Fixing the wrong problem

A bad weekend for HRC. But firing Patti Solis Doyle seems an odd way to deal with the problem.

The Clinton campaign, having run itself aground under the able piloting of Mark Penn, has fired … Patti Solis Doyle? (That ought to play well in Texas, don’t you think?)

Maybe the strategy was to distract attention from Maine, where an almost exclusively white and overwhelmingly old and working-class Democratic electorate handed Obama a 19-point edge: his narrowest of of the weekend, but still impressive. Barring an Act of God, on Tuesday Obama will overtake Clinton in elected delegates.* Everyone has been assuming that her edge in already-committed superdelegates will tend to carry over to the superdelegates who haven’t yet made up their minds, but I would have guessed just the opposite: why would someone who hasn’t committed to HRC yet want to commit to her now?

Meanwhile, Obama’s 60 Minutes appearance was damned near pitch-perfect. He came across as relaxed, confident, cheerful, thoughtful, and genuine. The contrast between HRC’s forced-sounding laugh and Obama’s easy kilomegawatt smile has to be worth a couple of percentage points. Maybe if replacing the manager doesn’t work, the Clinton machine could consider replacing the candidate?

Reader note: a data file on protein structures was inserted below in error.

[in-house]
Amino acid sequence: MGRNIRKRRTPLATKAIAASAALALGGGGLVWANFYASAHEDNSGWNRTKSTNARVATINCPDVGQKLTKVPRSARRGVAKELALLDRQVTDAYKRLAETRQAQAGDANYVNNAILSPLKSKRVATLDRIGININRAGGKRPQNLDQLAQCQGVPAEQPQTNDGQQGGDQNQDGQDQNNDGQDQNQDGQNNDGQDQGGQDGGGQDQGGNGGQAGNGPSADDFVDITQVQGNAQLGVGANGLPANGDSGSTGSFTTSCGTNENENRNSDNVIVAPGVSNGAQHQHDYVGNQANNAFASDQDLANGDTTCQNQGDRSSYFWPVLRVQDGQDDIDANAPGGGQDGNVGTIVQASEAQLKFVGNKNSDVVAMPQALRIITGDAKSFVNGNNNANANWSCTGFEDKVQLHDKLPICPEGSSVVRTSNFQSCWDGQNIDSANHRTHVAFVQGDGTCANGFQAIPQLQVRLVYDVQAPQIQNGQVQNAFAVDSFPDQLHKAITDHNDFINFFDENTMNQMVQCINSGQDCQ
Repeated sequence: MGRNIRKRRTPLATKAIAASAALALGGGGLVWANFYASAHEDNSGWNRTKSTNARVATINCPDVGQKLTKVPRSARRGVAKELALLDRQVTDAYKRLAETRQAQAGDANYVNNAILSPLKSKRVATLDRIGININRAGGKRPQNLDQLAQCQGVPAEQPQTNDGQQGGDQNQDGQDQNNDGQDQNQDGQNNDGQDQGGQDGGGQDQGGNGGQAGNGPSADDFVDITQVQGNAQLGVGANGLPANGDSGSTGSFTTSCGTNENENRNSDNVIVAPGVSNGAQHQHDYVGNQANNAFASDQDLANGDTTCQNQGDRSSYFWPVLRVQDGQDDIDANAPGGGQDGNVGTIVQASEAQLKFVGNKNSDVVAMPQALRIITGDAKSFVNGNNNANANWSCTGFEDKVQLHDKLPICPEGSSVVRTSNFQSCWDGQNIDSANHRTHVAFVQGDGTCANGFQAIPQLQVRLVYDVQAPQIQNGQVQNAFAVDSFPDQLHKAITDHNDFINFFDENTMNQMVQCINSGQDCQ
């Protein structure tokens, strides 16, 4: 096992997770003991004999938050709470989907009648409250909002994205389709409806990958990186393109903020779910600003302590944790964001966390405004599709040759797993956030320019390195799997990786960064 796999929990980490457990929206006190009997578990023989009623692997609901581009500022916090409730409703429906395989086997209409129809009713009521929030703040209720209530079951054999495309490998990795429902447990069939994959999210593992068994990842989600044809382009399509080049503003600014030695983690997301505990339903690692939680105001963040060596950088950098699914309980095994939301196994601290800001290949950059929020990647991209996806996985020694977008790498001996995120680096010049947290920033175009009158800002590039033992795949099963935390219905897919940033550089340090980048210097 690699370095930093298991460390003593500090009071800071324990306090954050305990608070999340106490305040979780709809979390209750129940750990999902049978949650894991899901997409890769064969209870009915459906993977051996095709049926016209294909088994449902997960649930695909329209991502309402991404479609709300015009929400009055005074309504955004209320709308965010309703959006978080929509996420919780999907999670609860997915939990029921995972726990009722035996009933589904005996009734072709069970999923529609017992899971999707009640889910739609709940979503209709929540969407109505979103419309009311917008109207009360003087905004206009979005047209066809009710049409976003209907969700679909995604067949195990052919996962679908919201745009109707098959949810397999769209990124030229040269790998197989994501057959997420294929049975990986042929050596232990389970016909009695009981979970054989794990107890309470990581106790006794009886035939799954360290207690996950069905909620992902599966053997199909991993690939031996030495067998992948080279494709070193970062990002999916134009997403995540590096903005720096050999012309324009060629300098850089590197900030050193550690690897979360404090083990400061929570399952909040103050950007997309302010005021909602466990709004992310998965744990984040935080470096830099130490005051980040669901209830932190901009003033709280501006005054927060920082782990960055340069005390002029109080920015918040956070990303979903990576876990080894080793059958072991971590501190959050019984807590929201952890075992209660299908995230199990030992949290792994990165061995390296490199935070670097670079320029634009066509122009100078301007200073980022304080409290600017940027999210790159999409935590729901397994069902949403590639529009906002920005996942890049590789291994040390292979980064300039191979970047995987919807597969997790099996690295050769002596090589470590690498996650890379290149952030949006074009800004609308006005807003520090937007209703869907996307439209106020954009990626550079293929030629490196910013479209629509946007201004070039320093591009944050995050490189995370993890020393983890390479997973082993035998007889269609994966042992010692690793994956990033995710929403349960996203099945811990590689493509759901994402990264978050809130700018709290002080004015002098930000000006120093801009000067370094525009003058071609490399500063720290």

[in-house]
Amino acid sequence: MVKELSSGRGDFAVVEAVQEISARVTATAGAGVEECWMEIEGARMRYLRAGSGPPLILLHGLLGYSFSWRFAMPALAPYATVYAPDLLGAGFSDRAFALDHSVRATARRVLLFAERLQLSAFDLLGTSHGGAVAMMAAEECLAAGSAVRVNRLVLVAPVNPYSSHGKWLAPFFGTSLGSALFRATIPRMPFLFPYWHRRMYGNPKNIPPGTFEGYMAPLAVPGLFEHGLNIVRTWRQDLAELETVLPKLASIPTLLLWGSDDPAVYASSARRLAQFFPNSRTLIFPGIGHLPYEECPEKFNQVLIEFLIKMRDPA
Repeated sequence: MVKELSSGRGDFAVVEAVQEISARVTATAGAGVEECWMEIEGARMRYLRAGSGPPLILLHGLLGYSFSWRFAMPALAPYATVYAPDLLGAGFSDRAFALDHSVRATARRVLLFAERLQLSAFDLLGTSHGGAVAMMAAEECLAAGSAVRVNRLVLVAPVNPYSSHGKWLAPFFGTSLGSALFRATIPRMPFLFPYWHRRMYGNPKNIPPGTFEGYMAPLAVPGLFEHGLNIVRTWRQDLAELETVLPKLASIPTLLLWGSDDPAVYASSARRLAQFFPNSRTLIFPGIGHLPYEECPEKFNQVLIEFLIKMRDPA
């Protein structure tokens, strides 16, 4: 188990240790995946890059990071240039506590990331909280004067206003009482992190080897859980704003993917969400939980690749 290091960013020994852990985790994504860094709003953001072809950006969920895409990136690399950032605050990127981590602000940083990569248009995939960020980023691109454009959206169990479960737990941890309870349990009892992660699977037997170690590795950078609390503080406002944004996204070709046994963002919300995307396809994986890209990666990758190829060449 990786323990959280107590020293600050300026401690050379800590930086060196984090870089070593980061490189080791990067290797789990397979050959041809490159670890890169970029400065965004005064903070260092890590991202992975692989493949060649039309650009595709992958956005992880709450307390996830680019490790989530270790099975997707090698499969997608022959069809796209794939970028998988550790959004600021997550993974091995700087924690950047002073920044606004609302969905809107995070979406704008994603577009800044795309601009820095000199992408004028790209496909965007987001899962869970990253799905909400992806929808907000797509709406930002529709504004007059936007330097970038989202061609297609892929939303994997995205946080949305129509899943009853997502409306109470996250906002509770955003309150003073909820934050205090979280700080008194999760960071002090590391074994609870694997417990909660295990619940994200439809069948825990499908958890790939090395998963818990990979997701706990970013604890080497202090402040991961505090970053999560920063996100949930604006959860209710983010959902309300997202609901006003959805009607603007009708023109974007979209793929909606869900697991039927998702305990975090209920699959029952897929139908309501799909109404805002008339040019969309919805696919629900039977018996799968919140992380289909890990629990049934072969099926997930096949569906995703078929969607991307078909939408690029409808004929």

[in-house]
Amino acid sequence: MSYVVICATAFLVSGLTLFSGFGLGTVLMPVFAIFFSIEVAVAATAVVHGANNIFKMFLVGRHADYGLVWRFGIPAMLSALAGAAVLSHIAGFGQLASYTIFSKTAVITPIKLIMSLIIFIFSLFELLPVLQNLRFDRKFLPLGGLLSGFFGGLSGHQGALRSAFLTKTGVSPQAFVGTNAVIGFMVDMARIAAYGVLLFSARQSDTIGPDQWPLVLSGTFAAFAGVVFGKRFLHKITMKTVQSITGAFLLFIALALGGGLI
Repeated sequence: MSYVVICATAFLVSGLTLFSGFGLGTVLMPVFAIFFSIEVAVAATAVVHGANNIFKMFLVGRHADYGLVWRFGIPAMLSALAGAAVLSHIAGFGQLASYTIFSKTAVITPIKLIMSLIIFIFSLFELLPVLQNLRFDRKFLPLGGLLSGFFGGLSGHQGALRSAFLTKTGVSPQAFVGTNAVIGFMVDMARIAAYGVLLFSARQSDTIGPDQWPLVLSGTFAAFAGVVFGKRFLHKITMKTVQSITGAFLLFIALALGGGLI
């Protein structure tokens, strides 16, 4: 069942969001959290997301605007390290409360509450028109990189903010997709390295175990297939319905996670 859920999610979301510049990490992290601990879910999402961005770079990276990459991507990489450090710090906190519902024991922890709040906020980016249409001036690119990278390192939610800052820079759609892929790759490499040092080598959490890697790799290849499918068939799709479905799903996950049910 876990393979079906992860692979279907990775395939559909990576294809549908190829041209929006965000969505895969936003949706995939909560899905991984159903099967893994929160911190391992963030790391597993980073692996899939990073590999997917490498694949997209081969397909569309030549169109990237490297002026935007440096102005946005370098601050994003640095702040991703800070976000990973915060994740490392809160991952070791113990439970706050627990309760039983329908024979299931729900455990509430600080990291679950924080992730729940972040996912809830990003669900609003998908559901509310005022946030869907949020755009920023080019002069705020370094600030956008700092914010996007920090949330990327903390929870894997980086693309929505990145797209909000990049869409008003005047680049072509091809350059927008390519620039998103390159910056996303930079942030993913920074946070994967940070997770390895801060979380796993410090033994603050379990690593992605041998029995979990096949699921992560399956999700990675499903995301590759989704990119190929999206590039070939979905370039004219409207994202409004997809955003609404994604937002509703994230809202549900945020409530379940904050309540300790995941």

* Update A reader corrects me: Obama already leads in elected delegates. After Tuesday he will lead in total delegates.

Author: Mark Kleiman

Professor of Public Policy at the NYU Marron Institute for Urban Management and editor of the Journal of Drug Policy Analysis. Teaches about the methods of policy analysis about drug abuse control and crime control policy, working out the implications of two principles: that swift and certain sanctions don't have to be severe to be effective, and that well-designed threats usually don't have to be carried out. Books: Drugs and Drug Policy: What Everyone Needs to Know (with Jonathan Caulkins and Angela Hawken) When Brute Force Fails: How to Have Less Crime and Less Punishment (Princeton, 2009; named one of the "books of the year" by The Economist Against Excess: Drug Policy for Results (Basic, 1993) Marijuana: Costs of Abuse, Costs of Control (Greenwood, 1989) UCLA Homepage Curriculum Vitae Contact: